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Anesthesia and Sedation Practices Among Neurointerventionalists during Acute Ischemic Stroke Endovascular Therapy.

McDonagh DL, Olson DM, Kalia JS, Gupta R, Abou-Chebl A, Zaidat OO - Front Neurol (2010)

Bottom Line: We aimed to better understand sedation practices in AIS.There was a preference for GA because of eliminating movement (65.3% of respondents; N = 32/49), perceived procedural safety (59.2%, N = 29/49), and improved procedural efficacy (42.9%, N = 21/49).Prior to making GA standard of care during AIS intervention, more data are needed about effects on clinical outcomes.

View Article: PubMed Central - PubMed

Affiliation: Department of Anesthesiology, Duke University Medical Center Durham, NC, USA.

ABSTRACT

Background and purpose: Intra-arterial reperfusion therapies are expanding frontiers in acute ischemic stroke (AIS) management but there is considerable variability in clinical practice. The use of general anesthesia (GA) is one example. We aimed to better understand sedation practices in AIS.

Methods: An online survey was distributed to the 68 active members of the Society of Vascular and Interventional Neurology (SVIN). Survey development was based on discussions at the SVIN Endovascular Stroke Round Table Meeting (Chicago, IL, 2008). The final survey contained 12 questions. Questions were developed as single and multiple-item responses; with an option for a free-text response.

Results: There was a 72% survey response rate (N = 49/68). Respondents were interventional neurologists in practice 1-5 years (71.4%, N = 35). The mean (±SD) AIS interventions performed per year at the respondents' institutions was 42.5 ± 25, median 35.0 (IQR 20, 60). The most frequent anesthesia type used was GA (anesthesia team), then conscious sedation (nurse administered), monitored anesthesia care (anesthesia team), and finally local analgesia alone. There was a preference for GA because of eliminating movement (65.3% of respondents; N = 32/49), perceived procedural safety (59.2%, N = 29/49), and improved procedural efficacy (42.9%, N = 21/49). However, cited limitations to GA included risk of time delay (69.4%, N = 34), of propagating cerebral ischemia due to hypoperfusion or other complications (28.6%, N = 14), and lack of adequate anesthesia workforce (20.4%, N = 7).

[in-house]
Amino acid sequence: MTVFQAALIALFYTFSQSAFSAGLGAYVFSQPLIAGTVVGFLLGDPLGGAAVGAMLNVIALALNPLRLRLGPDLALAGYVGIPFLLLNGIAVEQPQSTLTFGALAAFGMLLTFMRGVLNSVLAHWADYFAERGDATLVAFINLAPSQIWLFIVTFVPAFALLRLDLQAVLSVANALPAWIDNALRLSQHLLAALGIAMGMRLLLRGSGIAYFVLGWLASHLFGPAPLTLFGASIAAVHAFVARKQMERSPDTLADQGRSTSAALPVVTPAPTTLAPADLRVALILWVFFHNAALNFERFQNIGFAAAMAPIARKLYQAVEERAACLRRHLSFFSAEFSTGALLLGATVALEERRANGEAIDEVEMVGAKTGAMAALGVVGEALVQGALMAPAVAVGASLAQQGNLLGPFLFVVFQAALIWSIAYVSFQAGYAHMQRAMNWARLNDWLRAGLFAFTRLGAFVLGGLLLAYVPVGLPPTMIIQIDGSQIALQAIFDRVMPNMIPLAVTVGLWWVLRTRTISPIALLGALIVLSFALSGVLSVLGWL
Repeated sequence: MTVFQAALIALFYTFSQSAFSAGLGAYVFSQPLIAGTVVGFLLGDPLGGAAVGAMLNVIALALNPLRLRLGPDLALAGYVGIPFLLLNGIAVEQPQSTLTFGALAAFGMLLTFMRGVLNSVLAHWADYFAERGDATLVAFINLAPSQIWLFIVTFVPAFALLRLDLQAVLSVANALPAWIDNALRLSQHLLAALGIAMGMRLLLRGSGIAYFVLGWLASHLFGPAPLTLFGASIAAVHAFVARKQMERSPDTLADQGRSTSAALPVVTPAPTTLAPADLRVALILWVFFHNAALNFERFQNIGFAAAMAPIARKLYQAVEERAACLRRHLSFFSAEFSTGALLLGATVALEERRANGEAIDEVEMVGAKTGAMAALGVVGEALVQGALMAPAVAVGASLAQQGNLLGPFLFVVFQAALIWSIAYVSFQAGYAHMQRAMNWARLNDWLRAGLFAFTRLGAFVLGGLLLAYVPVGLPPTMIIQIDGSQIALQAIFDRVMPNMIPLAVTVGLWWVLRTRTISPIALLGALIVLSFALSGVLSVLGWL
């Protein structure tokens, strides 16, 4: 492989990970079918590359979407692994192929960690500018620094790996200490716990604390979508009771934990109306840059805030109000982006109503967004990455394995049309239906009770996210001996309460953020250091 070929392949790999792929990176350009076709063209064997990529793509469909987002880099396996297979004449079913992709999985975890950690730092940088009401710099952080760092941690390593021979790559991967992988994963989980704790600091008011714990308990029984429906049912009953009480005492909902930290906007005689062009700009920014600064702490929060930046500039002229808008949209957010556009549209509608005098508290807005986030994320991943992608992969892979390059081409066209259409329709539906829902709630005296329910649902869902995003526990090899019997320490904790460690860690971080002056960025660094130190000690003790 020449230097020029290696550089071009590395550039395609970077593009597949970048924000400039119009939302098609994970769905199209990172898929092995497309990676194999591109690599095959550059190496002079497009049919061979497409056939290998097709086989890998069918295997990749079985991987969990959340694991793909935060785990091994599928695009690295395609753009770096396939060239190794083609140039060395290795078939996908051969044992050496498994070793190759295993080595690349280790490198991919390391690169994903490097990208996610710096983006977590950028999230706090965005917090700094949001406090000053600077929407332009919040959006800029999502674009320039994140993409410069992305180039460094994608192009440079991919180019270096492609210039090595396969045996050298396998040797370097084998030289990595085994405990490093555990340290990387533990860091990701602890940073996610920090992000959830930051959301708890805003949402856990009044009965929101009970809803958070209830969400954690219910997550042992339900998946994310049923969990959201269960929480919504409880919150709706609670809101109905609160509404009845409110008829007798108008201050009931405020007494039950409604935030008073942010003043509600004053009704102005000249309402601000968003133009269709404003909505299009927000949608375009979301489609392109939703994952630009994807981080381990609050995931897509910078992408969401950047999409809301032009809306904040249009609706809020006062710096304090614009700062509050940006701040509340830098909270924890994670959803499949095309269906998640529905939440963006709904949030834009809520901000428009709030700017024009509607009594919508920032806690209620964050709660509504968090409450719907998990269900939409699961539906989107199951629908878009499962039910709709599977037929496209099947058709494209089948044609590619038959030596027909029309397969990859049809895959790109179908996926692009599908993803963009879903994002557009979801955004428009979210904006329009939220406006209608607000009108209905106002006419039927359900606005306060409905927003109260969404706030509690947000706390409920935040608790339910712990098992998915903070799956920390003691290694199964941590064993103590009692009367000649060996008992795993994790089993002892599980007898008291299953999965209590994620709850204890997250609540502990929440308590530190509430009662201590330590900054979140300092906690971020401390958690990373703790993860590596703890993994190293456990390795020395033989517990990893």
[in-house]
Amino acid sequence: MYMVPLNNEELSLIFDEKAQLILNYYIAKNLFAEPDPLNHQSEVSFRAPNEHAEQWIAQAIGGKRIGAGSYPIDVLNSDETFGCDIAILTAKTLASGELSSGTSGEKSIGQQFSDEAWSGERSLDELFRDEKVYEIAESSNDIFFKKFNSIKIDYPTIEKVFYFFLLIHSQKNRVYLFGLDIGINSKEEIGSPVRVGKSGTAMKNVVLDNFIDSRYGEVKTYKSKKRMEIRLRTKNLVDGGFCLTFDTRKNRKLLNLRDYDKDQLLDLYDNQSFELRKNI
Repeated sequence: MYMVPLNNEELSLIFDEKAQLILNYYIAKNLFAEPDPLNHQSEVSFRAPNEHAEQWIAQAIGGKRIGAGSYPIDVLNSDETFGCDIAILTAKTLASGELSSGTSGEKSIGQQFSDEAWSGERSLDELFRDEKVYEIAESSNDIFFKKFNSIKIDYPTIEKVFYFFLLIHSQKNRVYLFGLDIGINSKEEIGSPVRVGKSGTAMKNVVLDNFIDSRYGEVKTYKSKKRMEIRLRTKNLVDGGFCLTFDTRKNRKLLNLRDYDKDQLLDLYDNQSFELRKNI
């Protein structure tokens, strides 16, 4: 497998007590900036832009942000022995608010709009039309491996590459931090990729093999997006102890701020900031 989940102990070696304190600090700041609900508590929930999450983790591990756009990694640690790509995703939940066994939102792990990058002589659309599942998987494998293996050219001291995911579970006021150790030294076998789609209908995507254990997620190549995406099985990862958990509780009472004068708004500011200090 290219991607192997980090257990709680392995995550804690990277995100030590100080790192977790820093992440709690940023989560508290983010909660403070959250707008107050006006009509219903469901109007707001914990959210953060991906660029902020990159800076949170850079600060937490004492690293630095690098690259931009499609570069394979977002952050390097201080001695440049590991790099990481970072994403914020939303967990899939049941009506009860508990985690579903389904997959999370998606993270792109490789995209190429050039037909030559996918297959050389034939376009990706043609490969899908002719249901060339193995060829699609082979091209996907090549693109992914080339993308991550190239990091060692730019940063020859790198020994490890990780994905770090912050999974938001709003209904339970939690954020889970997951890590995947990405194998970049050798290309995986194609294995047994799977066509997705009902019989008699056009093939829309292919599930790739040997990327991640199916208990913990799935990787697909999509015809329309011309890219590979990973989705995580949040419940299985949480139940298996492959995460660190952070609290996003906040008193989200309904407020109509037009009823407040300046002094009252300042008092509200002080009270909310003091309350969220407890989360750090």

Conclusions: The most frequent type of anesthesia used by Neurointerventionalists for AIS interventions is GA. Prior to making GA standard of care during AIS intervention, more data are needed about effects on clinical outcomes.

No MeSH data available.


Related in: MedlinePlus

Averaged ratings of physician's frequency of use for four types of anesthesia. *Treated as ordinal where 1 = Never, 2 = Least frequent, 3 = Frequent, 4 = Most frequent.
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Figure 1: Averaged ratings of physician's frequency of use for four types of anesthesia. *Treated as ordinal where 1 = Never, 2 = Least frequent, 3 = Frequent, 4 = Most frequent.

Mentions: The final survey was a set of 12 questions (Appendix 1) agreed upon by consensus from the investigational team. Questions were developed as single-item and multiple-item responses. Additionally, the option for a free-text response was included where applicable. Survey Monkey™ was used to distribute the survey and collect responses. Respondents were asked to rate some items on an ordinal scale of: never, least frequent, frequent, most frequent. In summarizing this data in Figure 1, the ordinal data was converted to a 1 through 4 numeric scale. The “average rating” in Figure 1 refers to the average score on this numeric scale. Statistical analysis was performed using SAS v9.1 for Windows software (Cary, NC, USA). Missing values were treated as , imputation was not used.